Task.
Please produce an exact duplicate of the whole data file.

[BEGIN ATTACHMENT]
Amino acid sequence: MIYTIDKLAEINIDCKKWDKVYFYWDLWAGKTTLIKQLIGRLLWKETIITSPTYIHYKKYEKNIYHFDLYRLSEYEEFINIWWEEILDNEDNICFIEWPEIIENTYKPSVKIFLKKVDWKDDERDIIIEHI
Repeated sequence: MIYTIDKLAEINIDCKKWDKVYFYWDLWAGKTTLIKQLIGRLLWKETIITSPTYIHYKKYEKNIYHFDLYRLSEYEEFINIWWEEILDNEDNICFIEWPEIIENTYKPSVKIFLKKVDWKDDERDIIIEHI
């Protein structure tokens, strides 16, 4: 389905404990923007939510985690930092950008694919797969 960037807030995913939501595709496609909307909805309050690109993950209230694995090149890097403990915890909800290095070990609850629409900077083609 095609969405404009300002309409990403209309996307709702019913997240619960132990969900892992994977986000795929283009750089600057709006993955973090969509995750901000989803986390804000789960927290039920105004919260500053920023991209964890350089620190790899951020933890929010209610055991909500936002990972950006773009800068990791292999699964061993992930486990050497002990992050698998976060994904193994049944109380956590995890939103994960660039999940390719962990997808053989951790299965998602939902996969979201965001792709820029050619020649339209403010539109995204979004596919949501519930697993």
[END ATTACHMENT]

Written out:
Amino acid sequence: MIYTIDKLAEINIDCKKWDKVYFYWDLWAGKTTLIKQLIGRLLWKETIITSPTYIHYKKYEKNIYHFDLYRLSEYEEFINIWWEEILDNEDNICFIEWPEIIENTYKPSVKIFLKKVDWKDDERDIIIEHI
Repeated sequence: MIYTIDKLAEINIDCKKWDKVYFYWDLWAGKTTLIKQLIGRLLWKETIITSPTYIHYKKYEKNIYHFDLYRLSEYEEFINIWWEEILDNEDNICFIEWPEIIENTYKPSVKIFLKKVDWKDDERDIIIEHI
């Protein structure tokens, strides 16, 4: 389905404990923007939510985690930092950008694919797969 960037807030995913939501595709496609909307909805309050690109993950209230694995090149890097403990915890909800290095070990609850629409900077083609 095609969405404009300002309409990403209309996307709702019913997240619960132990969900892992994977986000795929283009750089600057709006993955973090969509995750901000989803986390804000789960927290039920105004919260500053920023991209964890350089620190790899951020933890929010209610055991909500936002990972950006773009800068990791292999699964061993992930486990050497002990992050698998976060994904193994049944109380956590995890939103994960660039999940390719962990997808053989951790299965998602939902996969979201965001792709820029050619020649339209403010539109995204979004596919949501519930697993």